"...That was fantastic! You're a great musician!" -- ED BEGLEY JR.
"On 'Sissies', Winkler tackles the issue of homosexuality with a song that is funny, intelligent and defiant, which pretty much sums up its subject - Truman Capote, who was all that and more. Plus it swings hot!" -- LA JAZZ SCENE
"the swanky jazz cut of "Sissies" cloth...attired with curvaceous saxophone swoops..." -- JAZZREVIEW
"...To describe one of my favorite piano players I've had the pleasure of playing with is to say, "Louis Durra, a true innovator". Louis is full of excitement. His original music is always fun and challenging. His desire and interpretation of standards and pop tunes just pulls you into your best playing. Louis is always in a creative mode when I play with him. I'm in for the fact that it can and will go anywhere possible. You know, that's what it's ALL about. One of his great accomplishments, and one my favorite, is backing vocalists. His palate is broad and amazingly colorful. Louis, thanks for the pleasure of playing with you on the new CD 'What We Have'." -- DOMENIC GENOVA, bassist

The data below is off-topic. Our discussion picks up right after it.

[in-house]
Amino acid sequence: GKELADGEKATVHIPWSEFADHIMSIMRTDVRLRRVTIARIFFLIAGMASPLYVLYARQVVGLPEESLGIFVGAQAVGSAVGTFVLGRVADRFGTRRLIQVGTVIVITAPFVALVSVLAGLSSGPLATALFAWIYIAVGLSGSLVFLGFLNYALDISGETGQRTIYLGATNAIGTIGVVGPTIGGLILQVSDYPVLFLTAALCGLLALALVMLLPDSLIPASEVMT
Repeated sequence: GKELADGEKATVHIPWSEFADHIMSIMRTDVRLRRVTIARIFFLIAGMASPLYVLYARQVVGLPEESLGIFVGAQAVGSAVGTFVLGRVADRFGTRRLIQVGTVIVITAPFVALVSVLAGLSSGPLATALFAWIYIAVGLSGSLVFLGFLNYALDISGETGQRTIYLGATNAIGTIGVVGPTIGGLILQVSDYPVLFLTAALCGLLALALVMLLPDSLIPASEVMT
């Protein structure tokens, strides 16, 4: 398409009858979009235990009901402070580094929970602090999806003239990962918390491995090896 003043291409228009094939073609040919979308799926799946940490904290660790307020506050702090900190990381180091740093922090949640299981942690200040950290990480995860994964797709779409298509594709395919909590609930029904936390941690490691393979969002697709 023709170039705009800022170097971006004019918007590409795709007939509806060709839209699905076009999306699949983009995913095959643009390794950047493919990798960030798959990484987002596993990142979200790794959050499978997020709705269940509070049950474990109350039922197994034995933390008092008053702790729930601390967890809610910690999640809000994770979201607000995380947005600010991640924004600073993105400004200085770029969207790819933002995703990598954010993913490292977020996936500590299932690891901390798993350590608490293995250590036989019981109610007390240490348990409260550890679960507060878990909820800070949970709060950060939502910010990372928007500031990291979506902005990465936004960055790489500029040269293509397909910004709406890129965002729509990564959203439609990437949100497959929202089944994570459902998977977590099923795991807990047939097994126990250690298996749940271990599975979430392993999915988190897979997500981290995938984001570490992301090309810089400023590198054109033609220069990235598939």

"We get solid jazz from five fine actor-singers who deliver lyricist Mark Winkler's music in a delightful evening... captivating music, arranged and conducted by Louis Durra..." -– LA WEEKLY “GO!" (Play It Cool)
"The amalgam of swinging jazz ditties, comic numbers and torch songs result in a suberb score, brought to shimmering life courtesy of music director-arranger Louis Durra. Jessica Sheridan is a powerhouse in the focal role. Andrew Pandaleon is a breakout star". –- BACKSTAGE WEST CRITIC’S PICK (Play It Cool)
"The great thing about Louis' playing and composing is that his influences never give him away. He never mops the floor with a ballad or pounds the music into submission when he plays bop, like so many others. He is an elegant, lyrical musician worthy of his own nameplate on the door of Jazz. He has a lot to say, some of it purposely funny, which in itself is very, very rare. If there must be blurb: Ahmad Jamal meets Hank Jones meets Herbie Hancock meets...Harpo Marx." -- MATT ASCHYKYNAZO, guitarist